Blind Lemon Peel Talks About the Upcoming Pop-Up Blues Festivals


One of the most dynamic and exciting bands these days is the Blind Lemon Peel All Stars. On June 9th, they will be holding their first ‘Pop-Up Blues Festival’ at Harvelle’s in Long Beach. Blind Lemon Peel, their charismatic lead singer, sat down to talk about the band, some songs from their recent Don’t Tear My Clothes album and their plans for the upcoming Pop-Up Blues Festivals. Known for their hard-driving yet classic blues sound with just a touch of soul, Blind Lemon Peel All Stars is a great band to see live.

Q: How did you and the band get their name?

A: I come from a musical family and all bluesmen have names that tend to start with infirmities and then become fruit. Originally, I think my dad wanted to name me ‘Dyspeptic Rhubarb Pie’, except that was already taken by one of my cousins. My mother came from a long line of Peels; that’s the name on my birth certificate.

Q: What is the ‘Pop-Up Blues Festival’ coming up?

A: The first ‘Pop-Up’ will be on June 9th at Harvelle’s in Long Beach. I have to say, the name of the ‘Pop-Up’ is the brainchild of my publicist, Doug Deutsch. We had been offered to do a monthly third-Thursday at Harvelle’s in Long Beach, which I didn’t want to be about just me. I didn’t want to just do four sets, which we could do, but I saw it as an opportunity to really reach and focus on local musicians and give people an opportunity to make that stage. That to me was my dream come true. When I mentioned it to Doug, that I regarded it as a blues revue, he said “Why don’t you position it as a pop-up blues festival? You can tweak it around and it can pop up in different places”, which to me was genius.

When I met Cevin Clark, the whole concept of opening up the stage to the community was a dream of mine as well as Cevin Clark’s, who owns Harvelle’s, and Lisa Williams, the General Manager of Harvelle’s, and then Scott Lewis, who is the manager of the Blue Beet in Newport. When I told him about it, he said, “This is something I’ve really wanted to do, this is something I’ve wanted in my bar, I’ve wanted to be able to support local musicians”. So this is catching on a bigger wholistic feeling than “we’re going to have the Blind Lemon Peel Blues Band come in on a Thursday night”.

The ‘Pop-Up Blues Festival’ is to promote, feature and give exposure to local artists. To put them on stage, we’ve got commitments from the So Cal Blues Club, Betty Rose, the New Blues Revolution which is Bill Grisolia’s band. There is a great player in the O.C. called Mark Wein who has signed on with us and is going to headline for us at the Blue Beet on August 4th, the BullDawg Band, the Job Striles Band, the Hurricanes, the Sure Thing Band and Kenny Williams and the Blues Blasters. I love Kenny Williams! He will be playing at Newport on July 7th. Another person on that bill that night is Celso Salim, who was the representative of the Long Beach Blues Society, he was the winner—-he went to Memphis for the International Blues Competition. To have a lineup of Celso and Kenny in one night, along with our band which will do two sets, it really will be different kinds of music, just hoping to draw people in and feel like they are supporting their community.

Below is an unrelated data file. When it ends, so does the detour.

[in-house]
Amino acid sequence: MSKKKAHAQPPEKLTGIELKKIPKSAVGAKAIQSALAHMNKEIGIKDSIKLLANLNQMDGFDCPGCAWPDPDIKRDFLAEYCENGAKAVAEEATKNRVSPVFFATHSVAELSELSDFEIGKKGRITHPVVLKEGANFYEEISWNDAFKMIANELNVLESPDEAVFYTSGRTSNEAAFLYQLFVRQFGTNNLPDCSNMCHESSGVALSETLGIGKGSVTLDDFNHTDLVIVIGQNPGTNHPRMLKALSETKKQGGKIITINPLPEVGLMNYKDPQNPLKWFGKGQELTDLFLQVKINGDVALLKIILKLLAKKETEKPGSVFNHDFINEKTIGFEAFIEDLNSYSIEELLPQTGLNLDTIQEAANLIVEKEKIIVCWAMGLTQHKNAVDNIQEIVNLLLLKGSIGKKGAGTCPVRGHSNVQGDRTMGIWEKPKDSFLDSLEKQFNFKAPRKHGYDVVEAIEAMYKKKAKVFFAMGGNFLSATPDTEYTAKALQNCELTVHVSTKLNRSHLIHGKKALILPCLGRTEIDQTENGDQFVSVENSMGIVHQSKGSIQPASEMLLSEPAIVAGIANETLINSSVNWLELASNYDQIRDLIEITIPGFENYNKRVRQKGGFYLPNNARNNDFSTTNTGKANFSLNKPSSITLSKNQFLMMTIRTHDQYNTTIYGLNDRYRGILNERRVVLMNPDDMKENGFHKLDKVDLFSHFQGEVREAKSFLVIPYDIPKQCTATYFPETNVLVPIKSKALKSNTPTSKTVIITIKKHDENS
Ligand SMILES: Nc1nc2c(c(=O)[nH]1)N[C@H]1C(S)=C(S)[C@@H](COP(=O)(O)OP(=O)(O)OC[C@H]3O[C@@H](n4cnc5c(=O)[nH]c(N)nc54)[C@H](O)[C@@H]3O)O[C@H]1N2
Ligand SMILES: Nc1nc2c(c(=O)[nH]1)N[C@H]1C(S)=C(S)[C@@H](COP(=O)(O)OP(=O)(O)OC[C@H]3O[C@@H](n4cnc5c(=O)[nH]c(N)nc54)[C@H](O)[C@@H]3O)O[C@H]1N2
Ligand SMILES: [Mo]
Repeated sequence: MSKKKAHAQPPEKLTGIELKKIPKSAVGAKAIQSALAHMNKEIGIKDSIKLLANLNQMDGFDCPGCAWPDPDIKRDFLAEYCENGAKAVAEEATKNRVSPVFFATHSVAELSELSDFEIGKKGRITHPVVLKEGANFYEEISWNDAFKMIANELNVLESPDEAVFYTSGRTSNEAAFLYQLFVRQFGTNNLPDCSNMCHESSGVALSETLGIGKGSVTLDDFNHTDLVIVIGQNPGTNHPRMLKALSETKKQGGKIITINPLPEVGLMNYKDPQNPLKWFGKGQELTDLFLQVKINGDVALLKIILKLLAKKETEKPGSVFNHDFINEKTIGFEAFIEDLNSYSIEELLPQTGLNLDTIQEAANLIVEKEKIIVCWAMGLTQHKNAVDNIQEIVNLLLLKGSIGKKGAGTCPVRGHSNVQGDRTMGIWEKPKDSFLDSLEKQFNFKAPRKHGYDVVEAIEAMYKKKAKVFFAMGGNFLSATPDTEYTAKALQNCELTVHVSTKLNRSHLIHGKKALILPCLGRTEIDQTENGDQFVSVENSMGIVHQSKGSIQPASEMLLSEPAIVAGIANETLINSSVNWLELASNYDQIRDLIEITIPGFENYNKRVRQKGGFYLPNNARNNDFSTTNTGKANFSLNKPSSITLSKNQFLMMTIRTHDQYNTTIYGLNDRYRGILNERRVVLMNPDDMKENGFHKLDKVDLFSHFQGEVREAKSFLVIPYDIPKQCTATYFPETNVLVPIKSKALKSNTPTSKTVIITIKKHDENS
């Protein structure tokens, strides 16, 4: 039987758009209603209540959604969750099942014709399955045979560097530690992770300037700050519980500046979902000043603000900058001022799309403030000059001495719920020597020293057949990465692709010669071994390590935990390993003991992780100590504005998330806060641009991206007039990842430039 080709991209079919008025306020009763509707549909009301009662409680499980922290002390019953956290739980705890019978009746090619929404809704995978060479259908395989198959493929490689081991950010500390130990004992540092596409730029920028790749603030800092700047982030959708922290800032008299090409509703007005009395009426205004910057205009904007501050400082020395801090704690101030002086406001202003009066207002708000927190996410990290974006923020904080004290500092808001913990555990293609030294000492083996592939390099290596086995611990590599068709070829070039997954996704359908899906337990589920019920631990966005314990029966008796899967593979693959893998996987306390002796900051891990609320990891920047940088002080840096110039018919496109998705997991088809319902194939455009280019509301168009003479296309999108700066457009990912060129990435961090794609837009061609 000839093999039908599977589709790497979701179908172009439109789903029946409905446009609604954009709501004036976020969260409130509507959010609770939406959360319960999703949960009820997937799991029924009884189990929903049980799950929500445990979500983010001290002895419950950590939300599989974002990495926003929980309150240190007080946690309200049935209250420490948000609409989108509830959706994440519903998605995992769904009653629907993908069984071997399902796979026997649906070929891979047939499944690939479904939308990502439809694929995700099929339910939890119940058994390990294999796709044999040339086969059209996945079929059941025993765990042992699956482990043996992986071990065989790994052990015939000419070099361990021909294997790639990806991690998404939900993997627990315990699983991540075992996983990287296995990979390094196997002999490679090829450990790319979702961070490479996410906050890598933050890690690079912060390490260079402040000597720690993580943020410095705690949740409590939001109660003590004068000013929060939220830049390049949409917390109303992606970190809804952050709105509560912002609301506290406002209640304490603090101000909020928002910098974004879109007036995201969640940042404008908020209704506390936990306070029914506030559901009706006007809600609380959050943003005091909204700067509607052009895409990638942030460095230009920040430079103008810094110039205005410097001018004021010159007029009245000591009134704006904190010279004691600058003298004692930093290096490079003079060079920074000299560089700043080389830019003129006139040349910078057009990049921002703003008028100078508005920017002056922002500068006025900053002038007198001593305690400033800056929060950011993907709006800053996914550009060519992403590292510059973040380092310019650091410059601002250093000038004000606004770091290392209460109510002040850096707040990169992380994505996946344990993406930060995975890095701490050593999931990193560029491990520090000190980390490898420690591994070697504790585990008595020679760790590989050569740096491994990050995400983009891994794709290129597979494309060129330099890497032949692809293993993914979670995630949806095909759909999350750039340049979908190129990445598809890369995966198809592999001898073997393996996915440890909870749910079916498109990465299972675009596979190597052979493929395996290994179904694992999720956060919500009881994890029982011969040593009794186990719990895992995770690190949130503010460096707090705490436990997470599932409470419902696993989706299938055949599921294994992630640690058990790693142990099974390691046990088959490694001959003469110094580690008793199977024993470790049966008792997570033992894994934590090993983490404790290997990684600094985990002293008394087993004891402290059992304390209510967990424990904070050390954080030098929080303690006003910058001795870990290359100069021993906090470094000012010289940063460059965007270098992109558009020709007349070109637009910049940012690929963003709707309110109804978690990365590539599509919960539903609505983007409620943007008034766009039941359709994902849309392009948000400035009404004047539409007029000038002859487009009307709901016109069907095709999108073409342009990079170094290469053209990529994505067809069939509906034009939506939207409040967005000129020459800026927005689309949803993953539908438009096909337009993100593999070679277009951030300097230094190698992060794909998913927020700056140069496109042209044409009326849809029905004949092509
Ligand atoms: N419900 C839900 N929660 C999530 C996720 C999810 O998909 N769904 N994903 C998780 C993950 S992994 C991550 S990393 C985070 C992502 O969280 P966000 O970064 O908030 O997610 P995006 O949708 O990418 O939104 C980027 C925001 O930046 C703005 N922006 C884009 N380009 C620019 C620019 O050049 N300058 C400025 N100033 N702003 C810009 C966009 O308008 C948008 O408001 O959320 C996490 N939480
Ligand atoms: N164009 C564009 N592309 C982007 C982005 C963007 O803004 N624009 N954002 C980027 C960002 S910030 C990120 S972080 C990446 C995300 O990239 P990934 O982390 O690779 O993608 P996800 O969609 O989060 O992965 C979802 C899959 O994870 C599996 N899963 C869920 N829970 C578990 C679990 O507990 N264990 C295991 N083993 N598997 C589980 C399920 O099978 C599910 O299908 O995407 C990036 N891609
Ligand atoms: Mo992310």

It’s allowing people who are good to come up and get exposure and to be able to be seen and to really make a statement that the blues is alive in the community. It is a grassroots opportunity that we see as a way to partner and it is really critical because we see a lot of promoters that are exploitive of the artist. They have them show up and play for free and the booker puts the money in their pocket. We don’t have a ton of money but we will not ask anybody to play for free. We will make sure that our artists get compensated for something. I believe that not only does everybody believe it is fair, but everybody is kind of surprised. They’re professionals, I don’t expect to play for free and I don’t expect anybody to play for free for me. It’s respecting the music and bringing art into the community.

Q: For blues, many of your songs have a light, comedic touch to them. Why?

A: I think everything is funny! I don’t take anything particularly seriously, especially myself. I like singer/songwriters, I think that it’s an opportunity to embrace the form in its totality, but to also appeal to a wider audience and let them appreciate what the music is about. Loudon Wainwright is somebody that I like, Dr. John is somebody who influenced me, Randy Newman is certainly somebody who has influenced me. Randy’s songs, when you listen to them, they are just so rich on so many levels. I’ve taken to writing a lot of gospel; my songs about redemption and resurrection are pretty funny. There are people who have been offended by them, but I’m not writing about Jesus, I’m not preaching, it’s really about my own spiritual redemption and my own spiritual resurrection, so when I write a lyric like

I’ve got twelve freelance pall bearers Black satanic cowboys Loop Garoo He speak dat Mumbo-Jumbo,
Say I never get with you, 
In da hole
In da hole
Yeah Judgement Day’s a comin
There’s a fire in da hole’

It’s about me, a bigger holistic metaphor.

Q: You do a great cover of “My Dog,” which was a big song for Elvin Bishop. What made you pick that song?

A:. You know, I don’t do a lot of covers, but it’s one of those songs that’s a great song. I tend to write love songs about things. I always wanted to be Otis Redding, I wanted to be able to write Try A Little Tenderness. Everything I try to write just ends up quirky. My wife and I got a rescue dog and his name is Bilbo and I actually changed the lyrics a bit. I love my dog and I love the concept of dog rescues, it’s very important to me and I think that song spoke to me in that way and then I tried to make it my own. When I perform, either before or after I do that song, I always make a point of talking about dog rescue. It’s a cause I believe in and that song to me is an opportunity to express what one’s dog means to them. I want to encourage people, after the fact, to go out to the pound, go out to the shelters, up to Marley’s Mutts; it’s a real blessing when you can save a dog and see it flourish and experience its love.